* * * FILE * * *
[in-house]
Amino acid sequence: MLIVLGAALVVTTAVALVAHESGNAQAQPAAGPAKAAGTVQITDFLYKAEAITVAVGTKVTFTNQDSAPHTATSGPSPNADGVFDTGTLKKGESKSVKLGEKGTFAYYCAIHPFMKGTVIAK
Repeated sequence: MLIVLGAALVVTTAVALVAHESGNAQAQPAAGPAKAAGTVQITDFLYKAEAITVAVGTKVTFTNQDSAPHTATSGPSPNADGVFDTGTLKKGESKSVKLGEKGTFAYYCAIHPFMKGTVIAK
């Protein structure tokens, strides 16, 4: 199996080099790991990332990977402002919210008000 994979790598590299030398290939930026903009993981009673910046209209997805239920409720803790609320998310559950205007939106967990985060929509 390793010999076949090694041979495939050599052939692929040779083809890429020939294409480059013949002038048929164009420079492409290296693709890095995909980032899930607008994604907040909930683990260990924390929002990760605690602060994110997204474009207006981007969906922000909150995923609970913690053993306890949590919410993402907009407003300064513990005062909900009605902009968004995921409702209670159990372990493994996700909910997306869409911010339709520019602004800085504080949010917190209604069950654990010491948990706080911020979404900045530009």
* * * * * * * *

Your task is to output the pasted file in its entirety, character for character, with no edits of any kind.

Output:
[in-house]
Amino acid sequence: MLIVLGAALVVTTAVALVAHESGNAQAQPAAGPAKAAGTVQITDFLYKAEAITVAVGTKVTFTNQDSAPHTATSGPSPNADGVFDTGTLKKGESKSVKLGEKGTFAYYCAIHPFMKGTVIAK
Repeated sequence: MLIVLGAALVVTTAVALVAHESGNAQAQPAAGPAKAAGTVQITDFLYKAEAITVAVGTKVTFTNQDSAPHTATSGPSPNADGVFDTGTLKKGESKSVKLGEKGTFAYYCAIHPFMKGTVIAK
């Protein structure tokens, strides 16, 4: 199996080099790991990332990977402002919210008000 994979790598590299030398290939930026903009993981009673910046209209997805239920409720803790609320998310559950205007939106967990985060929509 390793010999076949090694041979495939050599052939692929040779083809890429020939294409480059013949002038048929164009420079492409290296693709890095995909980032899930607008994604907040909930683990260990924390929002990760605690602060994110997204474009207006981007969906922000909150995923609970913690053993306890949590919410993402907009407003300064513990005062909900009605902009968004995921409702209670159990372990493994996700909910997306869409911010339709520019602004800085504080949010917190209604069950654990010491948990706080911020979404900045530009």